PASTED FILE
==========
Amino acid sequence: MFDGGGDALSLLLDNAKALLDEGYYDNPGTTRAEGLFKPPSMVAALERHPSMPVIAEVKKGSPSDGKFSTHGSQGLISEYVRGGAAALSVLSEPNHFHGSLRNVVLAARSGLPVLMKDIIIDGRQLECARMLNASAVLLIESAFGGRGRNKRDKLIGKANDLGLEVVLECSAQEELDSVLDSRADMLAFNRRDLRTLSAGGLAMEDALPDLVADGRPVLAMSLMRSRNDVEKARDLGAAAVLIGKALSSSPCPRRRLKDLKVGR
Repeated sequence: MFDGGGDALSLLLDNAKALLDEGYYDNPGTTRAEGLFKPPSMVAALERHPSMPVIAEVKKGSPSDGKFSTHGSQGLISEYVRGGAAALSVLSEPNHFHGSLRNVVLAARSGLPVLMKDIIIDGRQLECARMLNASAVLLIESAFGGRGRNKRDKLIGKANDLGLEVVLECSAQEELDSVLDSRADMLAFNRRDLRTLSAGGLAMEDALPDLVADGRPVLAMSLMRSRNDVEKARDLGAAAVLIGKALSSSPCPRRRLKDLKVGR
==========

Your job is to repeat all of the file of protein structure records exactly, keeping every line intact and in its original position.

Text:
Amino acid sequence: MFDGGGDALSLLLDNAKALLDEGYYDNPGTTRAEGLFKPPSMVAALERHPSMPVIAEVKKGSPSDGKFSTHGSQGLISEYVRGGAAALSVLSEPNHFHGSLRNVVLAARSGLPVLMKDIIIDGRQLECARMLNASAVLLIESAFGGRGRNKRDKLIGKANDLGLEVVLECSAQEELDSVLDSRADMLAFNRRDLRTLSAGGLAMEDALPDLVADGRPVLAMSLMRSRNDVEKARDLGAAAVLIGKALSSSPCPRRRLKDLKVGR
Repeated sequence: MFDGGGDALSLLLDNAKALLDEGYYDNPGTTRAEGLFKPPSMVAALERHPSMPVIAEVKKGSPSDGKFSTHGSQGLISEYVRGGAAALSVLSEPNHFHGSLRNVVLAARSGLPVLMKDIIIDGRQLECARMLNASAVLLIESAFGGRGRNKRDKLIGKANDLGLEVVLECSAQEELDSVLDSRADMLAFNRRDLRTLSAGGLAMEDALPDLVADGRPVLAMSLMRSRNDVEKARDLGAAAVLIGKALSSSPCPRRRLKDLKVGR